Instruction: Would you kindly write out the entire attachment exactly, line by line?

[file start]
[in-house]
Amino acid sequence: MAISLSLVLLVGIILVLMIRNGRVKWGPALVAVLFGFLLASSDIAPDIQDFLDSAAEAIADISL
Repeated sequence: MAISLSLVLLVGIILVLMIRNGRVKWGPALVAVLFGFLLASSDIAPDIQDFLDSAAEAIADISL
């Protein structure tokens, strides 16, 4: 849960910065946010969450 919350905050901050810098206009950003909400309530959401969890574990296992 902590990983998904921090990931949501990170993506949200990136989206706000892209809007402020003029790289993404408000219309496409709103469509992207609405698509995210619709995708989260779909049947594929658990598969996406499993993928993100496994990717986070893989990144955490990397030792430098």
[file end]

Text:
[in-house]
Amino acid sequence: MAISLSLVLLVGIILVLMIRNGRVKWGPALVAVLFGFLLASSDIAPDIQDFLDSAAEAIADISL
Repeated sequence: MAISLSLVLLVGIILVLMIRNGRVKWGPALVAVLFGFLLASSDIAPDIQDFLDSAAEAIADISL
């Protein structure tokens, strides 16, 4: 849960910065946010969450 919350905050901050810098206009950003909400309530959401969890574990296992 902590990983998904921090990931949501990170993506949200990136989206706000892209809007402020003029790289993404408000219309496409709103469509992207609405698509995210619709995708989260779909049947594929658990598969996406499993993928993100496994990717986070893989990144955490990397030792430098």